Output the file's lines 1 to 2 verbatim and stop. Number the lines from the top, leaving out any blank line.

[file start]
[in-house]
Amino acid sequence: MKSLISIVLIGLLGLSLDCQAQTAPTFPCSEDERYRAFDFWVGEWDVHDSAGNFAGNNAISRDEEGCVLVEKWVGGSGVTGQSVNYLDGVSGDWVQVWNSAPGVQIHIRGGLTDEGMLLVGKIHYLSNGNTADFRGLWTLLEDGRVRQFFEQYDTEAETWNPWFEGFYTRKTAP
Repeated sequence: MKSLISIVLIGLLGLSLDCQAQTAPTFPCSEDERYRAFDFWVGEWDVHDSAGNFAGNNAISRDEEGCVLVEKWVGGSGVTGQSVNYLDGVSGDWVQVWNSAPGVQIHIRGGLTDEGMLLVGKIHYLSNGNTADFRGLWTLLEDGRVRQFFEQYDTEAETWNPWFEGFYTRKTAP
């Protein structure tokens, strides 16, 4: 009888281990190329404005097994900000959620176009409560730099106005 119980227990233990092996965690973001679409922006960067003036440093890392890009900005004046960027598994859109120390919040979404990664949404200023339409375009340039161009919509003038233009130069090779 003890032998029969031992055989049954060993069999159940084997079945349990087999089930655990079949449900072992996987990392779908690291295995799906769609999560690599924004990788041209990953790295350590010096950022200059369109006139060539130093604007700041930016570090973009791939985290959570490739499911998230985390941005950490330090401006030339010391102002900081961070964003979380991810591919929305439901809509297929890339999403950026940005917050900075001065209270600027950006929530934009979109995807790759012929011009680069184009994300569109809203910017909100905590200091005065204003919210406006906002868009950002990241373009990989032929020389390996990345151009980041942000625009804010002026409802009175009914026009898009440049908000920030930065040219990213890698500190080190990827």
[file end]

[in-house]
Amino acid sequence: MKSLISIVLIGLLGLSLDCQAQTAPTFPCSEDERYRAFDFWVGEWDVHDSAGNFAGNNAISRDEEGCVLVEKWVGGSGVTGQSVNYLDGVSGDWVQVWNSAPGVQIHIRGGLTDEGMLLVGKIHYLSNGNTADFRGLWTLLEDGRVRQFFEQYDTEAETWNPWFEGFYTRKTAP